The risk of transmission from other native Australian marsupials or insects cannot be excluded.
F. tularensis is listed by the Centers for Disease Control as a potential agent for bioterrorism.
It is not spread from person to person.
The incubation period for tularemia ranges from 1-14 days, but is usually 3-5 days. F. tularensis bacteria are hardy, and can survive weeks to months in the environment.
Clinical Presentation and Course
Tularemia can manifest as one or more clinical syndromes. The syndrome depends on the route of transmission, the size of the inoculum, and the virulence of the infecting strain. However, most cases are characterised by a rapid onset of headache, chills, nausea, vomiting, high fever, lymphadenopathy and prostration.
Illness usually falls into one of the following categories:
- Ulceroglandular: (80% of cases) this is the most common type and follows inoculation via a skin lesion. Patients present with a primary local ulcerative lesion and tender, regional lymphadenopathy. Systemic symptoms are prominent
- Pneumonic (pulmonary): occurs as a primary infection following inhalation of organisms, and in 10-15% of those with ulceroglandular tularemia and 50% of those with typhoidal tularemia. The presenting symptoms are those of atypical pneumonia. This form is the most probable one in the event of a bioterrorist attack. Untreated, it has a 30-60% mortality rate
- Typhoidal: (10% of cases) a severe form of tularemia, with prominent systemic and gastrointestinal symptoms. Half the cases will develop pneumonic tularemia
- Oculoglandular: (1% of cases) a combination of painful conjunctivitis (usually unilateral) with local lymphadenopathy. Follows inoculation via the conjunctiva
- Glandular: similar to ulceroglandular form but without skin lesions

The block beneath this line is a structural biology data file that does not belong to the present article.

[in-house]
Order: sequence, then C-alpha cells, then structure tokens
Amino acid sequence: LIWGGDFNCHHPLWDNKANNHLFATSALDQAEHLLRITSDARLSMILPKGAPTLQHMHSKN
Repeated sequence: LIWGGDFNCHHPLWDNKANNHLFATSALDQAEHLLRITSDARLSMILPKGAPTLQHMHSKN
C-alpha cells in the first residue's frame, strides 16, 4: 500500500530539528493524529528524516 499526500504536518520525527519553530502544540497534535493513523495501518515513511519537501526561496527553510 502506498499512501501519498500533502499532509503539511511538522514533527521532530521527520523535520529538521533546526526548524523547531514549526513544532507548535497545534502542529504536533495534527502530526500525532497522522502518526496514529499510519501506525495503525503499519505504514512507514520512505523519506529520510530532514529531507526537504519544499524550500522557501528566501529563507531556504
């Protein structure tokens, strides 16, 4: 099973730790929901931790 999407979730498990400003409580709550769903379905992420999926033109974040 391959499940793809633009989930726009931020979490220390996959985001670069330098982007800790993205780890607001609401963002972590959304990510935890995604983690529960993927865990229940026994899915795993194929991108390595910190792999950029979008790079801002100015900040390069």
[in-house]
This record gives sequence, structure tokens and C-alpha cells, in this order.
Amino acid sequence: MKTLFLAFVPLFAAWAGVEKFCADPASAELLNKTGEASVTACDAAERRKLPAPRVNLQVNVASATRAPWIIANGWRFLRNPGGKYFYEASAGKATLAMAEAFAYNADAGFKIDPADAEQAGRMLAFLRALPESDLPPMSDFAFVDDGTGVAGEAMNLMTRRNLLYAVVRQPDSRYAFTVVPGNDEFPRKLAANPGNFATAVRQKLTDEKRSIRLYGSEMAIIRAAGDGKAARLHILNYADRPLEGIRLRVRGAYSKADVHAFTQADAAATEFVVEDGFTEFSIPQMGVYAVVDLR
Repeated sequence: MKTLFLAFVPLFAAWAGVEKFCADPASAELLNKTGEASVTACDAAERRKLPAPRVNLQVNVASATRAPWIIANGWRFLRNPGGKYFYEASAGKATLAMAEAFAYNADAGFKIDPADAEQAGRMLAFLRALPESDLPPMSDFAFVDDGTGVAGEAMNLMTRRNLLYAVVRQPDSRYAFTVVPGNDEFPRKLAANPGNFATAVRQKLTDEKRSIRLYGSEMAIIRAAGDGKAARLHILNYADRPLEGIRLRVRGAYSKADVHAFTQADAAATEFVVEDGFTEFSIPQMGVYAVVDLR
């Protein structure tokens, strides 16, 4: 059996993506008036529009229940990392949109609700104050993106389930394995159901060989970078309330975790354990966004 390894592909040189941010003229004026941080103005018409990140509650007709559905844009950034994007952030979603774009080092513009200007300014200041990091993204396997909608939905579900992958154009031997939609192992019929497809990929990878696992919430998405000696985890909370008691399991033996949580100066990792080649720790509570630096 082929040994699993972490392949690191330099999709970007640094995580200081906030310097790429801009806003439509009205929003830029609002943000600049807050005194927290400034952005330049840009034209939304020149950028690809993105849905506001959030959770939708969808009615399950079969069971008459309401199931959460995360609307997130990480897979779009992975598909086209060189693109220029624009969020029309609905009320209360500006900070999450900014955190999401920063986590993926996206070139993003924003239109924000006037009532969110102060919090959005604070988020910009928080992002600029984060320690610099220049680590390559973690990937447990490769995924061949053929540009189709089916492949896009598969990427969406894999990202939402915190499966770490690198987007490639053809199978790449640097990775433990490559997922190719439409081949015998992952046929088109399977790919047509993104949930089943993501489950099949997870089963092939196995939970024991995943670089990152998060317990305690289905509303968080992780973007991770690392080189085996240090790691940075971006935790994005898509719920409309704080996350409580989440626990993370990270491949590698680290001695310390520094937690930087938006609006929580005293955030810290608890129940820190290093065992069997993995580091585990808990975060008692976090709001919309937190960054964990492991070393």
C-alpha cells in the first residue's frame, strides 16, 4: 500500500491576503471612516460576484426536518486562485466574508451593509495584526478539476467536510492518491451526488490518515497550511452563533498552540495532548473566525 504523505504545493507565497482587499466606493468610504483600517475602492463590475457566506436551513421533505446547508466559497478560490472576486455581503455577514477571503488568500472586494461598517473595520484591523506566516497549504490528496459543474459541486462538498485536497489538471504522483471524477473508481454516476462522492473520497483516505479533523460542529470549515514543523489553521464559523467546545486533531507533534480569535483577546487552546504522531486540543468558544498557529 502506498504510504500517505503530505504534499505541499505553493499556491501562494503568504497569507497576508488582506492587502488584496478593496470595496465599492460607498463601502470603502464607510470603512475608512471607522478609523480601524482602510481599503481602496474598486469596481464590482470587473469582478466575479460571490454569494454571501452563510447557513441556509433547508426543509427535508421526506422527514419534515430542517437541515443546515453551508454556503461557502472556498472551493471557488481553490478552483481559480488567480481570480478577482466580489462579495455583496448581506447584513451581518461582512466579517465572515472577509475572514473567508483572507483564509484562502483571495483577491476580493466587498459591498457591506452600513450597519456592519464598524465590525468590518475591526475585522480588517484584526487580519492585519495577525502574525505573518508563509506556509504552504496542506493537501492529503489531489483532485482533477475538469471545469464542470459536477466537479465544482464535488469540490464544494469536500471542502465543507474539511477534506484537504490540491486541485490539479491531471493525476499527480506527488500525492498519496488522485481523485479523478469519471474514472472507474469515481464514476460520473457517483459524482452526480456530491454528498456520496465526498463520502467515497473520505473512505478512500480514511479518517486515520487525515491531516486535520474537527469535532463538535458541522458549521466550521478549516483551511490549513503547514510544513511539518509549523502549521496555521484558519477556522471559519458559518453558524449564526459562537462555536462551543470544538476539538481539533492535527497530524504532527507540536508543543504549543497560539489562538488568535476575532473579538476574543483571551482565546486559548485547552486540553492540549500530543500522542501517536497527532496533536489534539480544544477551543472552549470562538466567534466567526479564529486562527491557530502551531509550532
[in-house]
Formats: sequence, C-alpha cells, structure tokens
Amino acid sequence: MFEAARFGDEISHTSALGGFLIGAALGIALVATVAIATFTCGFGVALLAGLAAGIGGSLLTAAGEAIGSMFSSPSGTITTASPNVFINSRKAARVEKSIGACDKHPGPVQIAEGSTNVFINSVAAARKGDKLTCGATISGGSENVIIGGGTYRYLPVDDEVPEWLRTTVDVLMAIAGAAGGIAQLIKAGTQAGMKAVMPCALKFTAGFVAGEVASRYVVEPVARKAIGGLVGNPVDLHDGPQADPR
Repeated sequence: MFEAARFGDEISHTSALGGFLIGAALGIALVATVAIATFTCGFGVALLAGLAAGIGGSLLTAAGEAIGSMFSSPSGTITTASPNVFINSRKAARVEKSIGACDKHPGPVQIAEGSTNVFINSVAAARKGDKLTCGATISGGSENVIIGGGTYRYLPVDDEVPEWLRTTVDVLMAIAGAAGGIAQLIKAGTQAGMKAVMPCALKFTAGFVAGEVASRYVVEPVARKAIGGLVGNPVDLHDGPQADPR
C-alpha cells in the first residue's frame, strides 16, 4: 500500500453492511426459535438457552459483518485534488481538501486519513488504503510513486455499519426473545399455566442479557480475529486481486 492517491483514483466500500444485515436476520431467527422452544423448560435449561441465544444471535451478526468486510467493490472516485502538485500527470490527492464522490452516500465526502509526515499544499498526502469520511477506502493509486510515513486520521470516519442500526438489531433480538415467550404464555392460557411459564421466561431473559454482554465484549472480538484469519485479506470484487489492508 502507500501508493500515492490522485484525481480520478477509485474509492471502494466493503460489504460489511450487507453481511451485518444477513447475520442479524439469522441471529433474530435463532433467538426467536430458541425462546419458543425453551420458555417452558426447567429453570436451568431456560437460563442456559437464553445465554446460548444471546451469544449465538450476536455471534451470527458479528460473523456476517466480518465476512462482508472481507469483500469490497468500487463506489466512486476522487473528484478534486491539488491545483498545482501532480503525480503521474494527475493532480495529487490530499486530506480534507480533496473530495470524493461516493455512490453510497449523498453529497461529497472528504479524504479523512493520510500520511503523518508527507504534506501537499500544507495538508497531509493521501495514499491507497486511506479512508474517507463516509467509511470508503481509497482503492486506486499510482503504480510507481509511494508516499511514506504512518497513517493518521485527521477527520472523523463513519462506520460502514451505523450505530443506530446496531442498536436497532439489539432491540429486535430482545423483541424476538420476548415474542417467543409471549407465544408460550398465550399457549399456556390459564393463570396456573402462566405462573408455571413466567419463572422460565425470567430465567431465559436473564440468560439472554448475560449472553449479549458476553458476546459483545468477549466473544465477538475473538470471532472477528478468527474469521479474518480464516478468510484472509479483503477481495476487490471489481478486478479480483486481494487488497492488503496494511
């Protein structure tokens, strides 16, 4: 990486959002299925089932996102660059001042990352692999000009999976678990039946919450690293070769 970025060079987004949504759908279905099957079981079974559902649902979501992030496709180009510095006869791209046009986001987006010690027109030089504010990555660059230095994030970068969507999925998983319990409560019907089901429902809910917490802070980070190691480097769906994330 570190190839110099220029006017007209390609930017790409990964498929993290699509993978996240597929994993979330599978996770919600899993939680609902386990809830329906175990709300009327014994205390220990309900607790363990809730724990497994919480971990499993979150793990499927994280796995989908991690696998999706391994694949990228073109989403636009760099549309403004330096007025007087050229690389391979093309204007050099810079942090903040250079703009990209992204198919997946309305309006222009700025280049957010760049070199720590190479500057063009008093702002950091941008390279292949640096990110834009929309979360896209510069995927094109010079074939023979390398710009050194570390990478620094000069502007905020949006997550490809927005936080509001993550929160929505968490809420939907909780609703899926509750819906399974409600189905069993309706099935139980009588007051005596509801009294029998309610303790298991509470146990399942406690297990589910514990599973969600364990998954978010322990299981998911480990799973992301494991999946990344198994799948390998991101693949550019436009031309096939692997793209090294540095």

- Oropharyngeal: a rare form that occurs after ingestion of organisms. The patient develops stomatitis or pharangitis accompanied by regional lymphadenopathy.
5. Managing single notifications
On the same day as notification of a probable or confirmed case, begin the investigation and telephone the Communicable Diseases Branch (CDB).
In the situation of a suspected deliberate exposure contact CDB immediately.
Within 1 working day of notification, enter probable and confirmed cases on NCIMS.
Given the recent isolation of F. tularensis in ringtail possums for the first time in Australia, and unknown status of the bacterium in other Australian wildlife, early response to a notification is required to better understand the epidemiology of tularemia in Australia.
The response to a notification will normally be carried out in collaboration with the case's health carers, but regardless of who does the follow-up, PHU staff should ensure that action has been taken to:
- confirm the onset date and symptoms of the illness
- confirm results of relevant pathology tests, or recommend the tests be done
- determine if the case or relevant care-giver has been informed of the diagnosis is before beginning the interview
- seek the doctor's permission to contact the case or relevant care-giver
- determine the likely source of infection, such as a laboratory that handles infectious specimens, local exposures or exposure overseas
- if found to be locally acquired, coordination with the Department of Primary Industries for further wildlife or environmental assessments of causal agent will be coordinated by CDB.
Investigation and treatment
See the latest edition of the Therapeutic Guidelines: Antibiotic.
The case or relevant care-giver should be informed about the nature of the infection and the mode of transmission.
Obtain a history of overseas and domestic travel as well as possible exposures to wild or domestic animals (including common ringtail possums), farms, recent tick bites, contact with or drinking water from natural sources including lakes, rivers, streams and ponds, and eating wild game or potentially contaminated imported products, in the two weeks prior to symptom onset.
Isolation and restriction
In the case of local acquisition, environmental evaluation would be recommended in conjunction with officials from NSW Department of Primary Industries, who may need to initiate animal control measures.
Identification of contacts
Contacts are those who may have been exposed to the same source as the case. If the case is an imported one, communication with the relevant communicable diseases authorities in the country of acquisition would normally be carried out by CDB in collaboration with the Australian Government Department of Health.
For further information please call your local Public Health Unit on 1300 066 055